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Severe weather possible on Wednesday for Philadelphia, Baltimore, Washington

National Weather Service forecast map
National Weather Service forecast map
Map courtesy National Weather Service

The National Weather Service's Storm Prediction Center has issued a forecast calling for the potential of severe storms on Wednesday in Philadelphia, Baltimore, and Washington. These cities are in the "slight" risk category, which means that any severe storms that develop will not be widespread.

A cold front attached to a strong area of low pressure will sweep across the Middle Atlantic states on Wednesday and Wednesday night. Warm, moist, unstable air ahead of the front will cause the air to become unstable when the colder, drier air behind the front clashes with the air mass already in place over the region. The convective development will produce widespread showers with isolated thunderstorms. As indicated above, isolated storms may reach the severe stage. Tornadoes are not expected, but a tornado watch may need to be issued depending on the ultimate development of these conditions during the day on Wednesday.

By later Wednesday evening, the cold front will progress eastward and the chance of severe weather will decrease dramatically. The air behind the front will be significantly colder with temperatures dropping from the 60s and 70s on Wednesday afternoon into the 20s and 30s by Thursday morning. Highs on Thursday will only reach the 30s on Thursday and Friday. The average high for this time of year is in in the upper 40s around Philadelphia to the lower 50s in Washington DC.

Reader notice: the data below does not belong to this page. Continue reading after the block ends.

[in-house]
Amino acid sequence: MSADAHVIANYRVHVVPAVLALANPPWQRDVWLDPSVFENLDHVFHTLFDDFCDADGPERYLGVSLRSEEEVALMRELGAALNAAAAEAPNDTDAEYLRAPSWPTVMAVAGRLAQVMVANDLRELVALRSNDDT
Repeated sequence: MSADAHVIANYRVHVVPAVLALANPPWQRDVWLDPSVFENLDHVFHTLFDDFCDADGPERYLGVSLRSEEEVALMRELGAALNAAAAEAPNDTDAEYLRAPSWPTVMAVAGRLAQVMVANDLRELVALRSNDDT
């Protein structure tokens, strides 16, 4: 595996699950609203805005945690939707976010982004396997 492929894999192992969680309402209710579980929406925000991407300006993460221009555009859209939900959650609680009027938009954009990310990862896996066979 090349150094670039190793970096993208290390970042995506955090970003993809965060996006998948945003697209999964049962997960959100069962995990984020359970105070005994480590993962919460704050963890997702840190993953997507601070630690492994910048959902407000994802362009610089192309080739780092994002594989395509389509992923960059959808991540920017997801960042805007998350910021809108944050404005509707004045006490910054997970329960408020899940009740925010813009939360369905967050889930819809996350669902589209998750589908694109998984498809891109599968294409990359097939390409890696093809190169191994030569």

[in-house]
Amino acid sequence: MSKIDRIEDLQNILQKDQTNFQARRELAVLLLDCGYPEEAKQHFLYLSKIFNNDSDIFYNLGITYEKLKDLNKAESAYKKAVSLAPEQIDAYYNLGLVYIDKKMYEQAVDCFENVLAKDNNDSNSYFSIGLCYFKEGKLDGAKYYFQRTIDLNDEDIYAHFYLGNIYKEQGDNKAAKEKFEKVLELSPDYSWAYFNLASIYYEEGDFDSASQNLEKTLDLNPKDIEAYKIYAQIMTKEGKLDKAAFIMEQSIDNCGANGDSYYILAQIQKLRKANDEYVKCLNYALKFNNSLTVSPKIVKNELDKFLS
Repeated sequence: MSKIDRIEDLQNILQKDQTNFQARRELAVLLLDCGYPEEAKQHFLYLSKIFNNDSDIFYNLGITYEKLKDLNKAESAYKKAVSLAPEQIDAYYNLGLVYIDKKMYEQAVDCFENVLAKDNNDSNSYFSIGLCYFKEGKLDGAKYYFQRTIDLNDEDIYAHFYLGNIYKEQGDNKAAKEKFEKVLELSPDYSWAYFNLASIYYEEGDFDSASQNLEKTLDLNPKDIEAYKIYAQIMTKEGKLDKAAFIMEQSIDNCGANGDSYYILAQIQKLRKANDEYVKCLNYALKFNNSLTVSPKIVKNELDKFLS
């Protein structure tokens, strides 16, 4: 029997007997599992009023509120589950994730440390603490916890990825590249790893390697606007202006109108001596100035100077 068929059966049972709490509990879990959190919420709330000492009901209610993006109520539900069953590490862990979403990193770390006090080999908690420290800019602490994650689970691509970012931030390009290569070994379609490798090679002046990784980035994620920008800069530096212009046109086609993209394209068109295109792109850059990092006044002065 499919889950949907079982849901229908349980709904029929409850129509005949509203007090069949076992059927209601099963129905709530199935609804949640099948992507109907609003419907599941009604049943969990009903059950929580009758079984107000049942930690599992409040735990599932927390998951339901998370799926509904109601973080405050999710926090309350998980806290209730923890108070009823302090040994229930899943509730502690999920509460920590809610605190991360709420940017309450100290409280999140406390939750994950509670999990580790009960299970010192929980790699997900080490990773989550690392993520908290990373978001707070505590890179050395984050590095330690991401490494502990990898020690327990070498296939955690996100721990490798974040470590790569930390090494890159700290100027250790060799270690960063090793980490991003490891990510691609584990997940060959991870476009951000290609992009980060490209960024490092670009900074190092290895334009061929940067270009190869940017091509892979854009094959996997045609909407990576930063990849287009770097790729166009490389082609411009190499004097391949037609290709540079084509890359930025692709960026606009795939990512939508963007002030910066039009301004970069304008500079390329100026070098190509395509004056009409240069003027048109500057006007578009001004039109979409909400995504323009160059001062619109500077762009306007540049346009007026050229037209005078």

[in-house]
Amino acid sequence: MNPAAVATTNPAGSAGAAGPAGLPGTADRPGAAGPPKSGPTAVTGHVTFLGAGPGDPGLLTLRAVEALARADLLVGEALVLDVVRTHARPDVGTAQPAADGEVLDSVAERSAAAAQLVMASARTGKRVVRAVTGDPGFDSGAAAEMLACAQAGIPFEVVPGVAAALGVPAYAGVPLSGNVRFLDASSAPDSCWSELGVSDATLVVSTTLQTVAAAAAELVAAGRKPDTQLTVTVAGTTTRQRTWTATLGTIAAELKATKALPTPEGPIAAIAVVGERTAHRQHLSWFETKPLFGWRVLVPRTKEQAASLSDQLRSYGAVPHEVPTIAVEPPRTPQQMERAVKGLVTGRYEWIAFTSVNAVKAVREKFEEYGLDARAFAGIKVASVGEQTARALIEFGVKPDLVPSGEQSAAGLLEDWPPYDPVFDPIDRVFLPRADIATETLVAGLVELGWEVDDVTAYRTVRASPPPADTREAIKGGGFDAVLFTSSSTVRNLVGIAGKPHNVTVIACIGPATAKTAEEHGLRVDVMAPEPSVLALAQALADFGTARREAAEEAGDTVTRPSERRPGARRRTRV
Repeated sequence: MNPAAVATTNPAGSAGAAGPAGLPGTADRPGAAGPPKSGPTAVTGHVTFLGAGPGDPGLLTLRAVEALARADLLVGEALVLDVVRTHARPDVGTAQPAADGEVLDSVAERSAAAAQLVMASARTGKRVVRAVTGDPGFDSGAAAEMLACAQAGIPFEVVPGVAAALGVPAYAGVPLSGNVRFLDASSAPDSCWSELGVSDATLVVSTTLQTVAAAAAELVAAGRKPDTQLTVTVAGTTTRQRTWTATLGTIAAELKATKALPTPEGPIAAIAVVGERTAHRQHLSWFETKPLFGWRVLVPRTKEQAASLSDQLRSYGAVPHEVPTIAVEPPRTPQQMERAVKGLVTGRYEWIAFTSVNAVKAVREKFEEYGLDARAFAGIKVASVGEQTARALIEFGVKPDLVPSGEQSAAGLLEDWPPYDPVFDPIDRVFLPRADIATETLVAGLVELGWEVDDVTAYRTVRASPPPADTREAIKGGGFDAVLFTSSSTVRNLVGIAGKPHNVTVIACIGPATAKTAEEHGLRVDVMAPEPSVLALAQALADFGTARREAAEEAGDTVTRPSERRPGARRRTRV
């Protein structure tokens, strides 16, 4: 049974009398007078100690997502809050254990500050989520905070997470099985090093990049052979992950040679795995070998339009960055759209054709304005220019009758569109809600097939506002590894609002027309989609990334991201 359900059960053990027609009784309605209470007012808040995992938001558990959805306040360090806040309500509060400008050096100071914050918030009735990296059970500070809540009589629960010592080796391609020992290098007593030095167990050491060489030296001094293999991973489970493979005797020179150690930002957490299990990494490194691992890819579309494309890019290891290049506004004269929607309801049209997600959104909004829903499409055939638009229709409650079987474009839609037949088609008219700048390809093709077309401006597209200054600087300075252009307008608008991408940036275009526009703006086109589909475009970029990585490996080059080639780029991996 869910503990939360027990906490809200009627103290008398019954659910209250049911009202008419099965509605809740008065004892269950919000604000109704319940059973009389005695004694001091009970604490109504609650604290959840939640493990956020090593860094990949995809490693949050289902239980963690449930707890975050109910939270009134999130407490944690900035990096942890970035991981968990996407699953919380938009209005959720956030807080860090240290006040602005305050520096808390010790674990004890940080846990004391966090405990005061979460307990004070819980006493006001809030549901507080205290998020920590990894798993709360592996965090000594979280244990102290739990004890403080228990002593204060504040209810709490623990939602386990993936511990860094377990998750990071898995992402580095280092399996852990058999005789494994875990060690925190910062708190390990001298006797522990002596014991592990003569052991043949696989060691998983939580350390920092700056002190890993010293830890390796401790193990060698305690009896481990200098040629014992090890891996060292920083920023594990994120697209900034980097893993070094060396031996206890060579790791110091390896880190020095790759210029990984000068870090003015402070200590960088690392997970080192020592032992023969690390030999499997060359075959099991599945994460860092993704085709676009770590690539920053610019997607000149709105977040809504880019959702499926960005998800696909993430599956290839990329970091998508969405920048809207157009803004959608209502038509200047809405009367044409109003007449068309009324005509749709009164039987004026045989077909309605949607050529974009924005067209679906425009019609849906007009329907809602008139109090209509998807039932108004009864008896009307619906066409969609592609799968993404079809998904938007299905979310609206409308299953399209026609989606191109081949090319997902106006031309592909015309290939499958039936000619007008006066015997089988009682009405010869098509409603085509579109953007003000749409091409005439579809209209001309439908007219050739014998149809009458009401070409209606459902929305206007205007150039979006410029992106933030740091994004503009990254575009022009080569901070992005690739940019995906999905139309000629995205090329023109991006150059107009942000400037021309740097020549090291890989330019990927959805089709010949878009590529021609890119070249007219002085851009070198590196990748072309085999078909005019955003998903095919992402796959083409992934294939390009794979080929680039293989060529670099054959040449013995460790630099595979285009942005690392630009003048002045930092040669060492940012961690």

Here are forecasts for specific locations around the Middle Atlantic states:

NWS forecast for Philadelphia, PA

NWS forecast for Baltimore, MD

NWS forecast for Washington, DC

NWS forecast for Richmond, VA

For more weather updates, please visit my web site, my Chesapeake Bay Weather page on Facebook, and if you're heading to Ocean City feel free to check out my Ocean City MD Weather page on Facebook. You can also follow me on Twitter @chesbayweather.

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